A Study of Asacol Absorption, Metabolism and Excretion in Children and Adolescents With Ulcerative Colitis.
The purpose of this randomized, open-label, parallel-group study is to determine how the body absorbs and eliminates mesalamine following administration of either 30 mg/kg/day, 60 mg/kg/day or 90 mg/kg/day as 400 mg delayed-release tablets given every 12 hours of 28 days to children and adolescents with active ulcerative colitis.
|Study Design:||Allocation: Randomized
Endpoint Classification: Pharmacokinetics Study
Intervention Model: Parallel Assignment
Masking: Open Label
|Official Title:||Study to Determine the Pharmacokinetics of Mesalamine Following Administration of 30, 60, and 90 mg/kg/Day as 400 mg Delayed-release Tablets Given Every 12 Hours for 28 Days to Children/Adolescents With Active Ulcerative Colitis.|
- Pharmacokinetics [ Time Frame: Days 1, 7, 14, 21, and 28 ] [ Designated as safety issue: No ]
|Study Start Date:||October 2005|
|Study Completion Date:||June 2008|
|Primary Completion Date:||June 2008 (Final data collection date for primary outcome measure)|
Experimental: 30 mg
30 mg/kg/day mesalamine
oral tablet, 30 mg mesalamine/day for 28 days
Experimental: 60 mg
60 mg/kg/day mesalamine
oral tablet, 60 mg mesalamine/day for 28 days
Experimental: 90 mg
90 mg/kg/day mesalamine
oral tablet, 90 mg mesalamine/day for 28 days
Ulcerative colitis is a type of inflammatory bowel disease characterized by diffuse, continuous inflammation of the colon. Recent estimates suggest that approximately 17,000 children between 5 and 17 years of age in the U.S. are diagnosed with ulcerative colitis. Estimates of average age at onset in children vary, although 80-90% of patients are 9 years of age or older when symptoms develop.
Asacol is a delayed-release tablet formulation designed to deliver mesalamine (also known as mesalazine) at a pH ≥ 7.0. This property results in release of the drug in the terminal ileum and beyond. Physiologic factors such as the pH of the surrounding medium, transit times in the intestinal regions of interest, and the rate and extent of absorption and metabolism govern Asacol drug release and delivery, which in turn influence the pharmacokinetic profile of the delivered drug. These physiologic factors and their effect on Asacol pharmacokinetics have been studied in adults, but corresponding studies in children have not been performed. However, relevant studies describing the gastrointestinal pH; transit times; and pharmacokinetic aspects of drug absorption, metabolism, and excretion in pediatric patients (relative to adults) provide reasons to expect that the performance characteristics of Asacol in the pediatric population will be similar to those measured in adults.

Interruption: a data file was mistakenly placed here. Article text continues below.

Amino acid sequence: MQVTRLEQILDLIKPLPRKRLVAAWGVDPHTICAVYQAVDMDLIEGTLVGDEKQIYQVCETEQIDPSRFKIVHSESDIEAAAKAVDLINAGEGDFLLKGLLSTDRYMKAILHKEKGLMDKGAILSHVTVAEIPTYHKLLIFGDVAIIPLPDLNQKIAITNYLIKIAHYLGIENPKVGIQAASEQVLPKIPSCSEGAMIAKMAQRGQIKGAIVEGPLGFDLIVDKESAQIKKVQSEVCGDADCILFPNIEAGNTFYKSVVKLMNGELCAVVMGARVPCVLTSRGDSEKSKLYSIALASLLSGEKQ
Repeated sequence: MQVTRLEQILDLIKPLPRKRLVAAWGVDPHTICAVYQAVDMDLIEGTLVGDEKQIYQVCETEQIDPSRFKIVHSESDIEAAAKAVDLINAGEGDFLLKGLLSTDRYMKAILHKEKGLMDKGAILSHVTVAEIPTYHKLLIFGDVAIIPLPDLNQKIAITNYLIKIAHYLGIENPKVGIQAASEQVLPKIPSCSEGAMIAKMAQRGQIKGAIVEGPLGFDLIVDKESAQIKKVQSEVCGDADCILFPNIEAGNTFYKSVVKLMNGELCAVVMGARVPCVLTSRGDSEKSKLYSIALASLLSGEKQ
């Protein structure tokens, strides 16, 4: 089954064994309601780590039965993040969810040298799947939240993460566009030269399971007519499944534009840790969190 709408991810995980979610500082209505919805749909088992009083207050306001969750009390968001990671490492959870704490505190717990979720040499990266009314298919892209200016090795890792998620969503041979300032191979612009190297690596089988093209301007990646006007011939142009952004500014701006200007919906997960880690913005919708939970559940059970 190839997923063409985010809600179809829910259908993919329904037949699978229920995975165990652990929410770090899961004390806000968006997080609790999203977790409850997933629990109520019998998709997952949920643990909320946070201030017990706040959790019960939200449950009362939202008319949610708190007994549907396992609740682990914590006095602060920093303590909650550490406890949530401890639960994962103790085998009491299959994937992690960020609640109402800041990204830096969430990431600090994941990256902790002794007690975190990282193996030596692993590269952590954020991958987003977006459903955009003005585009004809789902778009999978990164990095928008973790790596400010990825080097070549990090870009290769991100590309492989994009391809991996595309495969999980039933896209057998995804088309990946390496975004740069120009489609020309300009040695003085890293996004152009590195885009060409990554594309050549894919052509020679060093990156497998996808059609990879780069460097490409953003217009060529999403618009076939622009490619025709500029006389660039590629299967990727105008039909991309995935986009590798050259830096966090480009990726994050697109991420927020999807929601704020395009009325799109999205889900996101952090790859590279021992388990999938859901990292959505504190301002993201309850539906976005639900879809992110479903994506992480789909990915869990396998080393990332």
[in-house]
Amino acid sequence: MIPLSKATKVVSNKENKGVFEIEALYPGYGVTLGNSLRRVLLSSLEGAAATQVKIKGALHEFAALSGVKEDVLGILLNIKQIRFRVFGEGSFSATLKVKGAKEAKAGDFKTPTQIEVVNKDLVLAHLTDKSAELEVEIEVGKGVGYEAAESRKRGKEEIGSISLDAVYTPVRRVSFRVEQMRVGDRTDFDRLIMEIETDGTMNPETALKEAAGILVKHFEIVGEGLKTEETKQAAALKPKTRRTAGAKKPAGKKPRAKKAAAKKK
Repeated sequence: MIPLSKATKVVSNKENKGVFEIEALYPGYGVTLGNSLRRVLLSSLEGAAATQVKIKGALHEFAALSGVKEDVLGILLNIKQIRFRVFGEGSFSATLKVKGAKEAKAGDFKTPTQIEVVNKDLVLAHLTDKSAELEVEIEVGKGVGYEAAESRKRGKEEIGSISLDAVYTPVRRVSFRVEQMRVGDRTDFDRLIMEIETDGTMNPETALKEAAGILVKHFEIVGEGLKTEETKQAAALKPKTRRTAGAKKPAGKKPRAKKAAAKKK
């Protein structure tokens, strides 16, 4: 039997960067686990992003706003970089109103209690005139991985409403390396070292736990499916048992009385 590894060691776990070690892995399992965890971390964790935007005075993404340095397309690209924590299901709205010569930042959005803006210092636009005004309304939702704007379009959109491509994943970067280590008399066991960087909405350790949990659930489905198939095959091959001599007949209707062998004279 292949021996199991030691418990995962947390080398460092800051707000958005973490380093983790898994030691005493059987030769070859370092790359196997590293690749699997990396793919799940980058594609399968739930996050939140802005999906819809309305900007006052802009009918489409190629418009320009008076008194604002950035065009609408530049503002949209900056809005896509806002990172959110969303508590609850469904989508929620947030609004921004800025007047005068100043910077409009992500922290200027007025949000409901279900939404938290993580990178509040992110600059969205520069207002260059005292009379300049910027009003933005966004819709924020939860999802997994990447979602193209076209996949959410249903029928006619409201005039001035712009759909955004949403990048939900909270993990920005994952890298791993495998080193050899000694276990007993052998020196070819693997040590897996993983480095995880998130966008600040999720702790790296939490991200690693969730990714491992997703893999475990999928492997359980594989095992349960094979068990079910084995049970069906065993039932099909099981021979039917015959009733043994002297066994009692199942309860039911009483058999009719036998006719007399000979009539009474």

In a compassionate-use study that included 66 children between the ages of 3 and 16 years, the safety profile of long-term mesalamine therapy (10 to 93 mg/kg/day) was similar to that observed among adult patients enrolled in the study. In addition, in a retrospective study of 732 pediatric patients with inflammatory bowel disease (153 of whom were treated with mesalamine), D'Agata, et al. concluded that mesalamine was safe and well tolerated when used long term at doses ranging from 13 to 111 mg/kg/day. Although few clinical studies of mesalamine have been performed in children, pediatric gastroenterologists use mesalamine to treat children with inflammatory bowel disease, and doses higher than those proposed for this study (up to 100 mg/kg/day) have been recommended.
This study will provide information about the pharmacokinetics of mesalamine and its major metabolite in children being treated with Asacol for mildly to moderately active ulcerative colitis. It was designed to meet the expectations outlined in a Written Request issued by the FDA, as well as regulatory requirements to study the weight-based equivalent of 4.8 g/day. The age-appropriate dose formulation, the 400 mg tablet, will be used, and patients will be dosed every 12 hours, since this regimen is considered more convenient for pediatric patients and their parents.
During this open-label, randomized, 4-week parallel-group study in pediatric patients, patients will be stratified by age (5-8 years and 9-17 years), and randomly assigned to one of 3 dose levels (30 mg/kg/day, 60 mg/kg/day, and 90 mg/kg/day) in the manner described in Section 3.5.1. Patients weighing less than 20 kg will not be assigned to the 30 mg/kg group, and patients weighing more than 60 kg will not be assigned to the 90 mg/kg group, due to dosing concerns. A total of 48 patients will be enrolled (8/treatment group/age stratum), with the expectation that 36 (6/treatment group/age stratum) will complete.
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|Study Director:||William Aronstein, MD, PhD||Procter and Gamble|